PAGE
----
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Introducing the Queen of Pop

We crunched the numbers to determine who takes the crown

June 29, 2011 3:00 PM ET

The last half-decade of popular music has been an era of female dominance: Britney. Gaga. Beyoncé. Katy. Rihanna. But who, we wondered, is the undisputed Queen of Pop?

Here is the first Rolling Stone Queen of Pop Index. We ranked 16 solo female artists, looking at album and digital song sales, Hot 100 rankings, radio airplay, YouTube views, social media, concert grosses, industry awards and critics' ratings. In alphabetical order, they are: Adele, Christina Aguilera, Beyoncé, Kelly Clarkson, Miley Cyrus, Ke$ha, Lady Gaga, Nicki Minaj, Katy Perry, P!nk, Rihanna, Robyn, Shakira, Britney Spears, Taylor Swift and Carrie Underwood.

In selecting a time period to cover, we decided to focus on the very recent past: 2009 to mid-2011. (And thus artists like Fergie and Gwen Stefani were not considered, because they haven't released solo albums during that time period.)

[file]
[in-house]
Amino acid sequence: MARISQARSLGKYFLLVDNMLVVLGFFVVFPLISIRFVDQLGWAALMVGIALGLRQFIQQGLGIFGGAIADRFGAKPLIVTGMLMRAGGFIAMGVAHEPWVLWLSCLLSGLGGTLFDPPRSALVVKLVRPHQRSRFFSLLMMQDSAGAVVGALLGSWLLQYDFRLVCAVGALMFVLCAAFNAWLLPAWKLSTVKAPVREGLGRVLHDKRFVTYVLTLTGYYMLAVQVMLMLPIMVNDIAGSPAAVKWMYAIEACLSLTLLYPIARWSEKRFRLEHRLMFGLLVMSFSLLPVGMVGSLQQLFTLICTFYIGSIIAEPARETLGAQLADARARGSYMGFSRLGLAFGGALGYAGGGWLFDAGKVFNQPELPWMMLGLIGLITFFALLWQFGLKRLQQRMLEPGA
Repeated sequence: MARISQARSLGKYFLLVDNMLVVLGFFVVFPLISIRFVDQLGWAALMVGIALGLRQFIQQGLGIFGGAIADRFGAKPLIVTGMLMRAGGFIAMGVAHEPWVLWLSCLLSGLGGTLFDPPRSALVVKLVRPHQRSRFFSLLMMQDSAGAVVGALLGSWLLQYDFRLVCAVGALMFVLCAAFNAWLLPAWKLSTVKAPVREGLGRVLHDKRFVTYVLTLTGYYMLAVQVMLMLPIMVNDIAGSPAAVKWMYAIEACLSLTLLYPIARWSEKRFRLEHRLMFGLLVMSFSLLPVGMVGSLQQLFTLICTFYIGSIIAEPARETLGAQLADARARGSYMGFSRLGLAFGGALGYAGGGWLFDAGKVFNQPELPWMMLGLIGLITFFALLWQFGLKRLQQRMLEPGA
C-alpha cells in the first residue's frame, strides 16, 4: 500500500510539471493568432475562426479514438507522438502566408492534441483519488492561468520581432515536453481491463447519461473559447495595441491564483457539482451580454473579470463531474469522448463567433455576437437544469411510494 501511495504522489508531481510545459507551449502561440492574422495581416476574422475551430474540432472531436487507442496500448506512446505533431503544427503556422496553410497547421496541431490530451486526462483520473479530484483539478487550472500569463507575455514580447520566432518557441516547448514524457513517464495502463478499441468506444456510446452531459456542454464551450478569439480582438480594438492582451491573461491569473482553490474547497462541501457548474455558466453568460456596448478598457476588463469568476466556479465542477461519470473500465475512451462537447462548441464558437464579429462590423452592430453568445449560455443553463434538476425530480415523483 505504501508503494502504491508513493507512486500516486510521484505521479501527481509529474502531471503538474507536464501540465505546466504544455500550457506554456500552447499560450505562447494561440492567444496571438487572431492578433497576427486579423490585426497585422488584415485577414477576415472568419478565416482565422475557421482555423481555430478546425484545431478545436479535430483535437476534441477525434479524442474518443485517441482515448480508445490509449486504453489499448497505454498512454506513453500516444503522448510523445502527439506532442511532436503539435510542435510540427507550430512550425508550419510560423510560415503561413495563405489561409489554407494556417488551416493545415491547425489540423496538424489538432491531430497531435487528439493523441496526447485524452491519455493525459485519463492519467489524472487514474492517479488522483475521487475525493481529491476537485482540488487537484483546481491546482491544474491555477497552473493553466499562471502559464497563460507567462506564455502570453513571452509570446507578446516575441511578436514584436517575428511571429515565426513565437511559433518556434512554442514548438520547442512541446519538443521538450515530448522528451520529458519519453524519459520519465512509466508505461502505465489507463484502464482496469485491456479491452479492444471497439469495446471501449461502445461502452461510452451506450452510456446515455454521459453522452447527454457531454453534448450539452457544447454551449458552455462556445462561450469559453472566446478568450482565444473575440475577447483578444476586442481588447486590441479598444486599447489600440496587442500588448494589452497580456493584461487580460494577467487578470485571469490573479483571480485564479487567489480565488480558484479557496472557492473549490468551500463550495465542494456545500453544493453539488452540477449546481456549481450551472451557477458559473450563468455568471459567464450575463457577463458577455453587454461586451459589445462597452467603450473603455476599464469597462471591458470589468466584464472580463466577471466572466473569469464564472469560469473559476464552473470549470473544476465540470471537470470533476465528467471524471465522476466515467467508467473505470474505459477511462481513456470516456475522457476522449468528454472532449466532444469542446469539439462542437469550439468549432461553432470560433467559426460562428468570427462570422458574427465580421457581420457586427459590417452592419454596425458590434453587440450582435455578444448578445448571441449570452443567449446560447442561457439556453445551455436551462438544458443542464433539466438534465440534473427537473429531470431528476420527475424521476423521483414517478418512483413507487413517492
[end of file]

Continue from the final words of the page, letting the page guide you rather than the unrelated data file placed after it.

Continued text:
Katy Perry Talks Body Image, Fame and Politics in Rolling Stone Cover Story

You can probably guess who wound up on top if you've wandered past a newsstand or watched an awards show anytime in the last three years. But the breakdown is enlightening – even our lowest-ranked contender overall came within a false eyelash of topping one of the lists.

Let's start with the yardstick the record industry cares about most: album sales.

To read the new issue of Rolling Stone online, plus the entire RS archive: Click Here

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Song Stories

“Nightshift”

The Commodores | 1984

The year after soul legends Marvin Gaye and Jackie Wilson died, songwriter Dennis Lambert asked members of the Commodores to give him a tape of ideas. "And the one from Walter Orange has this wonderful bass line," said co-writer Franne Golde. "Plus the lyric, 'Marvin, he was a friend of mine' ... Within 10 minutes, we had decided it should be something like a modern R&B version of 'Rock 'n' Roll Heaven,' and I just said, 'Nightshift.'" This tribute to the recently deceased musicians was the band's only hit without Lionel Richie, who had left for a solo career.

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